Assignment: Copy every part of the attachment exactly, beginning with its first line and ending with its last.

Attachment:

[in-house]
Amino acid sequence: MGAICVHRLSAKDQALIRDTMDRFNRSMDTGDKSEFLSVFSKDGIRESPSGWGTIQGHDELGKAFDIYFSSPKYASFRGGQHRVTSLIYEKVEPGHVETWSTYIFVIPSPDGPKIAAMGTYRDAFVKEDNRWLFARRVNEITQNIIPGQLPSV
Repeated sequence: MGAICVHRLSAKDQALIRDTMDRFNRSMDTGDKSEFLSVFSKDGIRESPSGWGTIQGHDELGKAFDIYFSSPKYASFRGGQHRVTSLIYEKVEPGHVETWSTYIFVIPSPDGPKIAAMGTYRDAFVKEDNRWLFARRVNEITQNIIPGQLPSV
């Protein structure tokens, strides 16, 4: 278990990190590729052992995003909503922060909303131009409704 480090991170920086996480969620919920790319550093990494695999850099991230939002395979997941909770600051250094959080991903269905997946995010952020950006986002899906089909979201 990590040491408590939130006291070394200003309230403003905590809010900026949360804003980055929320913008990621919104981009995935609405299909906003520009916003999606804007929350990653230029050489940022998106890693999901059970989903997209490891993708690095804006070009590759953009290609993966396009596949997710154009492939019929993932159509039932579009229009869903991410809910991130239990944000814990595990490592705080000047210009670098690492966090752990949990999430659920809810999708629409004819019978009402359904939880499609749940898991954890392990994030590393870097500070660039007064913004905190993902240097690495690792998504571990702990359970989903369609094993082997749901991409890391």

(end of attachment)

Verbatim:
[in-house]
Amino acid sequence: MGAICVHRLSAKDQALIRDTMDRFNRSMDTGDKSEFLSVFSKDGIRESPSGWGTIQGHDELGKAFDIYFSSPKYASFRGGQHRVTSLIYEKVEPGHVETWSTYIFVIPSPDGPKIAAMGTYRDAFVKEDNRWLFARRVNEITQNIIPGQLPSV
Repeated sequence: MGAICVHRLSAKDQALIRDTMDRFNRSMDTGDKSEFLSVFSKDGIRESPSGWGTIQGHDELGKAFDIYFSSPKYASFRGGQHRVTSLIYEKVEPGHVETWSTYIFVIPSPDGPKIAAMGTYRDAFVKEDNRWLFARRVNEITQNIIPGQLPSV
């Protein structure tokens, strides 16, 4: 278990990190590729052992995003909503922060909303131009409704 480090991170920086996480969620919920790319550093990494695999850099991230939002395979997941909770600051250094959080991903269905997946995010952020950006986002899906089909979201 990590040491408590939130006291070394200003309230403003905590809010900026949360804003980055929320913008990621919104981009995935609405299909906003520009916003999606804007929350990653230029050489940022998106890693999901059970989903997209490891993708690095804006070009590759953009290609993966396009596949997710154009492939019929993932159509039932579009229009869903991410809910991130239990944000814990595990490592705080000047210009670098690492966090752990949990999430659920809810999708629409004819019978009402359904939880499609749940898991954890392990994030590393870097500070660039007064913004905190993902240097690495690792998504571990702990359970989903369609094993082997749901991409890391």